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Leaders criticize Russia, seek to reassure population as markets plunge.
BERLIN, Germany — Political leaders across Central Europe slammed Russia's invasion of Ukraine on Monday and sought to reassure their own people amid mounting fears that the crisis may escalate into war.
“Europe undoubtedly faces its sharpest crisis since the Berlin Wall came down,” German Foreign Minister Frank-Walter Steinmeier said at a special meeting of EU foreign ministers in Brussels.
“The danger of a new division of Europe is real,” he added. “The situation in Ukraine intensifies daily.”
Steinmeier's comments followed a strained weekend telephone conversation between German Chancellor Angela Merkel and Russian President Vladimir Putin.
Merkel told Putin in no uncertain terms that the invasion violates international law and called the military intervention “unacceptable,” according to a spokesman for the chancellor's office.
Apart from stern words, however, Germany has pledged little in the way of action, having proposed only the formation of a contact group and sending a "fact finding mission" of the Organization for Security and Cooperation in Europe (OSCE) to eastern Ukraine and Crimea.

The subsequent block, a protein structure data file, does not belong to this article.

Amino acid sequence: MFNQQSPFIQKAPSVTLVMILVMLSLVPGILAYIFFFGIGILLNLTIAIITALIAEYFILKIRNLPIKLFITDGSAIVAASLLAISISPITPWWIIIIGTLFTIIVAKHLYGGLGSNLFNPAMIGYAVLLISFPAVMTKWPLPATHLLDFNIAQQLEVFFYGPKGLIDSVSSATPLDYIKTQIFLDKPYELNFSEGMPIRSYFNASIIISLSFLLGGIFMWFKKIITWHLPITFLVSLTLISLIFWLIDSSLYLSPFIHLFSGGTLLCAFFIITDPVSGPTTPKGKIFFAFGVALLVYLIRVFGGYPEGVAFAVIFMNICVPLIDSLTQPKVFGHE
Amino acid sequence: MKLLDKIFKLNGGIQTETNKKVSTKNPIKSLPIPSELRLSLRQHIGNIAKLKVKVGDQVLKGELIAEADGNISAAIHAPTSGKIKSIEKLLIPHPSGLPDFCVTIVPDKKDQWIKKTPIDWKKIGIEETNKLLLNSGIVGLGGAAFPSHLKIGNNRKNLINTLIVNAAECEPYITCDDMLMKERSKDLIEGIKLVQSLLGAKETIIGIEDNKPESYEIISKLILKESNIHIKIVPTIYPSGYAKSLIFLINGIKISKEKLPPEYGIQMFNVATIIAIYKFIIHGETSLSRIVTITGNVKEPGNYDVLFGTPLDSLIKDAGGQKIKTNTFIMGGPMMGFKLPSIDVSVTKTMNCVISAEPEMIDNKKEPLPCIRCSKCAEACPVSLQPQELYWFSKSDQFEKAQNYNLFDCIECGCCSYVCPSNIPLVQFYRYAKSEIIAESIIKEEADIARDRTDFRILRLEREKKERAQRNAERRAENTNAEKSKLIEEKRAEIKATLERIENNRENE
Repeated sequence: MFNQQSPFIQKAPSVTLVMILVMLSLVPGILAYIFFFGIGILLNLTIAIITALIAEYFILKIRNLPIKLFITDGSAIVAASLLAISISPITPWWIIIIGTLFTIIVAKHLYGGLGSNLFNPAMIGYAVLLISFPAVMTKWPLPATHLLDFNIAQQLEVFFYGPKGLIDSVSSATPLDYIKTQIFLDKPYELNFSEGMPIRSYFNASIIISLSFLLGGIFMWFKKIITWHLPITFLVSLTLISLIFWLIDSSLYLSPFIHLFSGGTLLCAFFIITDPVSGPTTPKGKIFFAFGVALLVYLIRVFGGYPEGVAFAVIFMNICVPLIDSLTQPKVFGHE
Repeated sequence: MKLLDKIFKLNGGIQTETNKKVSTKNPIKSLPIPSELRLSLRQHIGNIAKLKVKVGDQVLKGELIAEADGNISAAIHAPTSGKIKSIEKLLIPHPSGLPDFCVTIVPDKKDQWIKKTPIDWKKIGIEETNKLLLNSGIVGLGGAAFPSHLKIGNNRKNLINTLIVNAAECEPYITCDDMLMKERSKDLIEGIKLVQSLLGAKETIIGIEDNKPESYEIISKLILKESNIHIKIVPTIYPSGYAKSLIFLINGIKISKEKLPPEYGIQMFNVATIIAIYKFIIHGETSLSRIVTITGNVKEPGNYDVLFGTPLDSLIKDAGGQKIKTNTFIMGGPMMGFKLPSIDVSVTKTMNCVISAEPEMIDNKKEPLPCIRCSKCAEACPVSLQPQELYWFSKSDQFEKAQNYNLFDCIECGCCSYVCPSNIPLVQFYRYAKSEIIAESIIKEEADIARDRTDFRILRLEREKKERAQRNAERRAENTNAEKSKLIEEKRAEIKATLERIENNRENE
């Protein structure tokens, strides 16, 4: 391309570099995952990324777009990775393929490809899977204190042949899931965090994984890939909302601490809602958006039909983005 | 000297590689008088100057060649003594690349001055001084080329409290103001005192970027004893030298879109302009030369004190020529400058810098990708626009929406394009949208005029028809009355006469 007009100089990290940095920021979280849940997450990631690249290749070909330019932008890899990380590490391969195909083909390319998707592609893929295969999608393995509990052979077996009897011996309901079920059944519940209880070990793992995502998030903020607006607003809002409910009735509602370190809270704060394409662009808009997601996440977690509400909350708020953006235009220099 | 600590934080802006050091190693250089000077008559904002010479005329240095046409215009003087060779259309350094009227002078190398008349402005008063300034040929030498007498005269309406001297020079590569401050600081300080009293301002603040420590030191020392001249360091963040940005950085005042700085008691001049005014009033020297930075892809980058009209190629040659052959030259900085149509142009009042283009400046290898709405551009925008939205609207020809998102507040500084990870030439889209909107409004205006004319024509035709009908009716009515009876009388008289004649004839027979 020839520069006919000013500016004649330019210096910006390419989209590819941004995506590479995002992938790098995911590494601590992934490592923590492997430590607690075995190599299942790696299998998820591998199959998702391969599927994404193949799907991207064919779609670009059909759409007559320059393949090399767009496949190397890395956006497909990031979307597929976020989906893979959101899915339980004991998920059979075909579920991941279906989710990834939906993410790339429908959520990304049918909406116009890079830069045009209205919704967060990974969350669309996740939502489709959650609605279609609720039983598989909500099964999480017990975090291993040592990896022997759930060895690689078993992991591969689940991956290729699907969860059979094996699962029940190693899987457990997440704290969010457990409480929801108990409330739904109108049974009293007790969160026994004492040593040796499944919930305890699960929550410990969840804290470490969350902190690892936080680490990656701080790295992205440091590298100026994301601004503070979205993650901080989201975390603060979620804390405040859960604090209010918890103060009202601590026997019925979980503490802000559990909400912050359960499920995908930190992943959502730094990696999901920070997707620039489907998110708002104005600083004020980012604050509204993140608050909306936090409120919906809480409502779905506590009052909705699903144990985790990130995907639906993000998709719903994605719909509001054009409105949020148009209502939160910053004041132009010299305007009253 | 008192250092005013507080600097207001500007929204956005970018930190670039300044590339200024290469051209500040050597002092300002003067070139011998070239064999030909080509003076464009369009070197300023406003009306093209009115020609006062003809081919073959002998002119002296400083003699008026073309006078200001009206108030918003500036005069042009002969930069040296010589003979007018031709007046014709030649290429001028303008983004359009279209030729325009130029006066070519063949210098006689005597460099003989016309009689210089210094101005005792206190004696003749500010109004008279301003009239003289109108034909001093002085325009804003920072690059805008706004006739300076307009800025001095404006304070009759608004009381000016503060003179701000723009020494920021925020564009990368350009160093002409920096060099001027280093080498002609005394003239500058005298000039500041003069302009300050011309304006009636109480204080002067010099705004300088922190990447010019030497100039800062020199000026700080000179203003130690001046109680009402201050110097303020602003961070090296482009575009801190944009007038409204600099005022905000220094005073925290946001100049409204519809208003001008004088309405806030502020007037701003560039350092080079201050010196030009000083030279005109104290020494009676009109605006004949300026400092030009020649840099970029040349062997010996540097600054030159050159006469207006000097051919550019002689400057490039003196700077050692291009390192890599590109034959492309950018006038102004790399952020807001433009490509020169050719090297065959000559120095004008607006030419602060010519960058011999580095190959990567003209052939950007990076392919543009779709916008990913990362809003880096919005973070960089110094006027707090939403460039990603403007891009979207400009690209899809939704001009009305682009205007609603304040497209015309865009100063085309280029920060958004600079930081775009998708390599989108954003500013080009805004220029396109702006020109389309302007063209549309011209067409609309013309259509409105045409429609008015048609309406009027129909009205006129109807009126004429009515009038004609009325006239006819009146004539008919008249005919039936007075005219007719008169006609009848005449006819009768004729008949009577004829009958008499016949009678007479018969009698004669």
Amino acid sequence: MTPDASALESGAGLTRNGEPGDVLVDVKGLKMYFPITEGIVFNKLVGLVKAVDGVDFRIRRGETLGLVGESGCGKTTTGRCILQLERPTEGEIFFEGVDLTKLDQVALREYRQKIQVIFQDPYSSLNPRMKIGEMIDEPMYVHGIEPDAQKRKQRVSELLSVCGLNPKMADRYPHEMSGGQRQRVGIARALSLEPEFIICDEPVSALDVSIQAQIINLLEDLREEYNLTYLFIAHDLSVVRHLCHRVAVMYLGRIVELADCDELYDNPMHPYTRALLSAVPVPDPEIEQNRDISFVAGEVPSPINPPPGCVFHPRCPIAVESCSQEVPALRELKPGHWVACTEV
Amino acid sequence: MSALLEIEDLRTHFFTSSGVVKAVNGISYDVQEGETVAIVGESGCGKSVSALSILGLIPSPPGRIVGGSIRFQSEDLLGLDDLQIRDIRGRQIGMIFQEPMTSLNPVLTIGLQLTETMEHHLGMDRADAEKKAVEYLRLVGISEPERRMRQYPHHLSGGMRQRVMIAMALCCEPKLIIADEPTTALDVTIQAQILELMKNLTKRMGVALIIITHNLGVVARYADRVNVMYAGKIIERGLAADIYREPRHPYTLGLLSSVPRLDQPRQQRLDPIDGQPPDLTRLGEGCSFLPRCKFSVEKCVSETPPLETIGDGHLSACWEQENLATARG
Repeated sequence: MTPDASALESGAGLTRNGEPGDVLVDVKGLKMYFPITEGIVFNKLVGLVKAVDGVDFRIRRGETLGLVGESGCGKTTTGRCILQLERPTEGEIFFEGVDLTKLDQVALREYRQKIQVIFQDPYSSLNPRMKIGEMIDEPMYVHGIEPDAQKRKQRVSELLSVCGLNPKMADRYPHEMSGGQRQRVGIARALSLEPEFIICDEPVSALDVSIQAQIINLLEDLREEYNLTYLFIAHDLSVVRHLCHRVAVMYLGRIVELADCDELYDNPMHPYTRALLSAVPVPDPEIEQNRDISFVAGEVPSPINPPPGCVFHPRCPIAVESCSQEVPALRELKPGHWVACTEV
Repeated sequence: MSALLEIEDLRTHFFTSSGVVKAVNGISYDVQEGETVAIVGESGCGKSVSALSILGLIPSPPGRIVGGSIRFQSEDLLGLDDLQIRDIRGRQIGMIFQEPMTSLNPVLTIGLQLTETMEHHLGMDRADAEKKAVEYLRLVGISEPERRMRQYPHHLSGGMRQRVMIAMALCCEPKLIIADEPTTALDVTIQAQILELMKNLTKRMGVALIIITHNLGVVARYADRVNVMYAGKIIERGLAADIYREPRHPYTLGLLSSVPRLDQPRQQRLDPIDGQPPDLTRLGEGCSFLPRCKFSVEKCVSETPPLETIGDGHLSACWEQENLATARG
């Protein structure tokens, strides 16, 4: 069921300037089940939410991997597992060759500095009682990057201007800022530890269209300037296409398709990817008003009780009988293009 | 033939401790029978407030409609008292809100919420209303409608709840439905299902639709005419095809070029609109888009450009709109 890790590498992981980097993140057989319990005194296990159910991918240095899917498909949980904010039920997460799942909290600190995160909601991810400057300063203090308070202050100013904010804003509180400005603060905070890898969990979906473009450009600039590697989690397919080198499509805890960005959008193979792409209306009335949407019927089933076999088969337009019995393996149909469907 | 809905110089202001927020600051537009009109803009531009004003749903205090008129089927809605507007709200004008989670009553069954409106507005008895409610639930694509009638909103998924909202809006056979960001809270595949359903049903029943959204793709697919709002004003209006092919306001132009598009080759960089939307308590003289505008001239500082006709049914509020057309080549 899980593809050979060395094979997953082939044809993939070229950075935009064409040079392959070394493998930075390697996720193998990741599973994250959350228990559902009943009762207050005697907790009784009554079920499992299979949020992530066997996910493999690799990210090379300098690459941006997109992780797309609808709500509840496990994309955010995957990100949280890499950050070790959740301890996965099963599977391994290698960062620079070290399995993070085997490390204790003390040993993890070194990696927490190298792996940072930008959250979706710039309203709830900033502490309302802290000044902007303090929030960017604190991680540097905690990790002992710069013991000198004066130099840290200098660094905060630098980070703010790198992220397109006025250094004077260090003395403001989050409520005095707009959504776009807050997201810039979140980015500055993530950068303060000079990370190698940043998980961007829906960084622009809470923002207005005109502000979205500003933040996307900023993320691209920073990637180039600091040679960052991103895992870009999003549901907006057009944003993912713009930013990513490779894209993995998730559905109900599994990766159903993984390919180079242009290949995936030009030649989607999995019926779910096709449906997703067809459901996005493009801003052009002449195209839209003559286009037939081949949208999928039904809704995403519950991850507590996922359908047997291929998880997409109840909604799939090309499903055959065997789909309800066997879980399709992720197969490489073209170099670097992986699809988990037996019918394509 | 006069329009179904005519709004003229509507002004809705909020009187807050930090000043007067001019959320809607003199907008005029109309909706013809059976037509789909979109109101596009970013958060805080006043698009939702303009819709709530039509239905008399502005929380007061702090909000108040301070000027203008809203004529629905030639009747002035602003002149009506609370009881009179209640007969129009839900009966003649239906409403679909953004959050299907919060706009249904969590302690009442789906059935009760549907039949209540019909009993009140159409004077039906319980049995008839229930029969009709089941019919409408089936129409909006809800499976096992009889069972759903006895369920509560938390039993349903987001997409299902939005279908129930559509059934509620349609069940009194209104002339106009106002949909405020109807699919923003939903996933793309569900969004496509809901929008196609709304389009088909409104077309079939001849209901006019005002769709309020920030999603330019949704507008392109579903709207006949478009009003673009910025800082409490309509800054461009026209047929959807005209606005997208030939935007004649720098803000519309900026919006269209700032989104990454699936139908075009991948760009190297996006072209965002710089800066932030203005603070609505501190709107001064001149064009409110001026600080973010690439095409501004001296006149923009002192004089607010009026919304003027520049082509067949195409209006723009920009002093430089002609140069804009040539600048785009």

Polish Prime Minister Donald Tusk said Sunday that the United States and its European partners must stop the Ukrainian crisis from expanding into a wider regional conflict.
If anything, Tusk — whose country shares a border with Ukraine — showed stronger resolve than his German allies.
"History shows — although I don't want to use too many historical comparisons — that those who appease all the time in order to preserve peace usually only buy a little bit of time," Tusk told reporters in a thinly veiled reference to the Allied capitulation to Adolph Hitler's annexing of Czechoslovakia’s Sudetenland in 1938.
Meanwhile, internet users speculated that troop movements underway in Poland were intended to beef up defenses on the border with Ukraine, although an army spokesman said the shift has “absolutely no connection with the events in Ukraine.”
Reactions were more muted elsewhere in Central Europe.
Czech Prime Minister Bohuslav Sobotka on Monday looked to control the damage after his defense minister over the weekend effectively threatened that the Russian invasion could prompt the Czech Republic to select a bid from US-based Westinghouse over a consortium led by Russia's Atomstroyexport for the planned $10 billion expansion of a Czech nuclear power plant.
"It is impossible to imagine that we will burn all bridges and because of this crisis will cancel all trade relations with Russia," Sobotka said.
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Hungarian President Viktor Orban, fighting an election and banking heavily on Russian financial support, opted out of the fray altogether.
“Hungary is not part of the conflict,” he said on state-owned media.
He also sought to reassure Hungarians that they are safe from any spillover of violence and emphasized that his government is working to ensure that remains the case.
Investors weren’t convinced. Germany's DAX closed down 3.44 percent, while key stocks on the Warsaw Stock Exchange dropped more than 5 percent.
Ukrainian companies listed on the Polish bourse plummeted a whopping 16 percent.